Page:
No matter how artificially “intelligent” we make the bots, the emotions are all on our side, ready to connect us with the people we care for and serve.

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Why We Are Always ‘Clicking to Buy’, According to Psychologists



Why We Are Always 'Clicking to Buy', According to Psychologists

Amazon pillows.


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A deeper dive into data, personalization and Copilots



A deeper dive into data, personalization and Copilots

Salesforce launched a collection of new, generative AI-related products at Connections in Chicago this week. They included new Einstein Copilots for marketers and merchants and Einstein Personalization.

To better understand, not only the potential impact of the new products, but the evolving Salesforce architecture, we sat down with Bobby Jania, CMO, Marketing Cloud.

Dig deeper: Salesforce piles on the Einstein Copilots

Salesforce’s evolving architecture

It’s hard to deny that Salesforce likes coming up with new names for platforms and products (what happened to Customer 360?) and this can sometimes make the observer wonder if something is brand new, or old but with a brand new name. In particular, what exactly is Einstein 1 and how is it related to Salesforce Data Cloud?

“Data Cloud is built on the Einstein 1 platform,” Jania explained. “The Einstein 1 platform is our entire Salesforce platform and that includes products like Sales Cloud, Service Cloud — that it includes the original idea of Salesforce not just being in the cloud, but being multi-tenancy.”

Data Cloud — not an acquisition, of course — was built natively on that platform. It was the first product built on Hyperforce, Salesforce’s new cloud infrastructure architecture. “Since Data Cloud was on what we now call the Einstein 1 platform from Day One, it has always natively connected to, and been able to read anything in Sales Cloud, Service Cloud [and so on]. On top of that, we can now bring in, not only structured but unstructured data.”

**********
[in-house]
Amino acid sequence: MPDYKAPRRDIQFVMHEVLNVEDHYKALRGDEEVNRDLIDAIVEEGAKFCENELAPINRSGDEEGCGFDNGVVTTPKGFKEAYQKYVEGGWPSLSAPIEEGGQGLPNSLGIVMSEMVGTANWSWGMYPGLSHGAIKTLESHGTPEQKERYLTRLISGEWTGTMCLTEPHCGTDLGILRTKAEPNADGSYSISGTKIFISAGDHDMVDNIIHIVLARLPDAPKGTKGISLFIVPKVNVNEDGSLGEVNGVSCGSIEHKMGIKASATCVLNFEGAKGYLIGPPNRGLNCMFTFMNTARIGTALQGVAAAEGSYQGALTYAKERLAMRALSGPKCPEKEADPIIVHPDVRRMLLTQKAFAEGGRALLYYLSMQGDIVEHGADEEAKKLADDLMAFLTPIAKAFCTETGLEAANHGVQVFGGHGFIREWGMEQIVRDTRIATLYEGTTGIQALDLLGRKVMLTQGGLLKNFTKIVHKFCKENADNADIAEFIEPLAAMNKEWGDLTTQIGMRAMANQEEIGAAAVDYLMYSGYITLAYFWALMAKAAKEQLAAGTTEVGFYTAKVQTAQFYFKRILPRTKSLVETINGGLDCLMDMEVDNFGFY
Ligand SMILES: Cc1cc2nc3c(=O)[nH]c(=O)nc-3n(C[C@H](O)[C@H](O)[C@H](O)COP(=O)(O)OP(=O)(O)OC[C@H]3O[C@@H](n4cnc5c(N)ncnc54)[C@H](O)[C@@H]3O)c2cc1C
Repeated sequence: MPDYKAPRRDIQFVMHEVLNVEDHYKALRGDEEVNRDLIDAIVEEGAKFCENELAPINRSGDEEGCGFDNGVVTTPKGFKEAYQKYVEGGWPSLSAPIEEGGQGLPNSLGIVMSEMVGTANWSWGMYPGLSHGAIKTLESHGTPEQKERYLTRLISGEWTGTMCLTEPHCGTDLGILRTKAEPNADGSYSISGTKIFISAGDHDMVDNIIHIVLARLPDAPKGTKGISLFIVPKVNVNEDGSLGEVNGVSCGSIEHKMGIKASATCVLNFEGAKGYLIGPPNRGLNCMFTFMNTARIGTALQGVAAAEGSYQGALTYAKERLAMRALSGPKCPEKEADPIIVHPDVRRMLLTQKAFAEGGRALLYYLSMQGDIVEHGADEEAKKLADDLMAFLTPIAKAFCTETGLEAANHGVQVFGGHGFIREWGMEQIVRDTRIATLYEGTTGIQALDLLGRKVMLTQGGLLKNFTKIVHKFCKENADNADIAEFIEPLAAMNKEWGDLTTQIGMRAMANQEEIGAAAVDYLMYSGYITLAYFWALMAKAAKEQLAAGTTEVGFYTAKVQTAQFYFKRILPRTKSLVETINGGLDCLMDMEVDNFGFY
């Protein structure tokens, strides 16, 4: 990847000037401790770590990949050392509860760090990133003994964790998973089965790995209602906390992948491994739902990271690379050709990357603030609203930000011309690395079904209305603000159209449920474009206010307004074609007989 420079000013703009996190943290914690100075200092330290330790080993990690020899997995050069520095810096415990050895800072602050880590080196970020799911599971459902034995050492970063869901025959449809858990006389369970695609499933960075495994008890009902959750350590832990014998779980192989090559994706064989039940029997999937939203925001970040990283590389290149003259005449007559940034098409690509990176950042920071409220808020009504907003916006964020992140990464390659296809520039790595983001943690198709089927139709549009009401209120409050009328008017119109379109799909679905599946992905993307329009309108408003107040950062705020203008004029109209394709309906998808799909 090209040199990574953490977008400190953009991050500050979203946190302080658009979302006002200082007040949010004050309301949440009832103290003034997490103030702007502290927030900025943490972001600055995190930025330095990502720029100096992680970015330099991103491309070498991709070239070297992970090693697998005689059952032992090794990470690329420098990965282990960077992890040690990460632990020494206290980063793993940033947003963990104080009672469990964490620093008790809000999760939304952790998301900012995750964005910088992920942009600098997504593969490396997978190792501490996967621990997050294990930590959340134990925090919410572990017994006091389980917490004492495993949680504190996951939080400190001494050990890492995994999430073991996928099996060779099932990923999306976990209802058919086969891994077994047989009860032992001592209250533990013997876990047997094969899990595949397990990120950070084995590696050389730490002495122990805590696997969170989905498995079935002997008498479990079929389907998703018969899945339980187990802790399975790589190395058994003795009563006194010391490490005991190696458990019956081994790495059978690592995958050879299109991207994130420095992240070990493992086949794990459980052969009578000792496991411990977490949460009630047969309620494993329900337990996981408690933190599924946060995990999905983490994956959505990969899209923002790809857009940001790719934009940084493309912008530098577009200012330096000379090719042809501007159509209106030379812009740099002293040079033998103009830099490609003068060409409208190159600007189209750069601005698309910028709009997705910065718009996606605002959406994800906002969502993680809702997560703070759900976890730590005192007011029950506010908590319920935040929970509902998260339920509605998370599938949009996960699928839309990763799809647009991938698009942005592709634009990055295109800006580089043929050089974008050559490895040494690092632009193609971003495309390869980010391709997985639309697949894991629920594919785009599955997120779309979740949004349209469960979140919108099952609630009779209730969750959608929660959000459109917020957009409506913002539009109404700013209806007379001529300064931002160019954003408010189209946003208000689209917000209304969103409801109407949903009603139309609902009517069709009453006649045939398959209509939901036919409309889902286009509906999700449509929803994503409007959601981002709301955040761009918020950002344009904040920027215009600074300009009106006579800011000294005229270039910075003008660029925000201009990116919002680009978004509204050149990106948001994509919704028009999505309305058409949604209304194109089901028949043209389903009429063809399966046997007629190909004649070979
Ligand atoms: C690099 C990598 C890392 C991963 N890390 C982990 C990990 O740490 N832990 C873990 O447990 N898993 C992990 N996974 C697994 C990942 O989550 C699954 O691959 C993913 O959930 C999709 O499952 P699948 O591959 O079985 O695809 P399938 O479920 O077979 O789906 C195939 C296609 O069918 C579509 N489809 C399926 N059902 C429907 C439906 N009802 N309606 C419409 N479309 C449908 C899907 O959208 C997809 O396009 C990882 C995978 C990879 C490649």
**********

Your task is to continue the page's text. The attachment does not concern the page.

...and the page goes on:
That’s a significant progression from the position, several years ago, when Salesforce had stitched together a platform around various acquisitions (ExactTarget, for example) that didn’t necessarily talk to each other.

“At times, what we would do is have a kind of behind-the-scenes flow where data from one product could be moved into another product,” said Jania, “but in many of those cases the data would then be in both, whereas now the data is in Data Cloud. Tableau will run natively off Data Cloud; Commerce Cloud, Service Cloud, Marketing Cloud — they’re all going to the same operational customer profile.” They’re not copying the data from Data Cloud, Jania confirmed.

Another thing to know is tit’s possible for Salesforce customers to import their own datasets into Data Cloud. “We wanted to create a federated data model,” said Jania. “If you’re using Snowflake, for example, we more or less virtually sit on your data lake. The value we add is that we will look at all your data and help you form these operational customer profiles.”

Let’s learn more about Einstein Copilot

“Copilot means that I have an assistant with me in the tool where I need to be working that contextually knows what I am trying to do and helps me at every step of the process,” Jania said.

For marketers, this might begin with a campaign brief developed with Copilot’s assistance, the identification of an audience based on the brief, and then the development of email or other content. “What’s really cool is the idea of Einstein Studio where our customers will create actions [for Copilot] that we hadn’t even thought about.”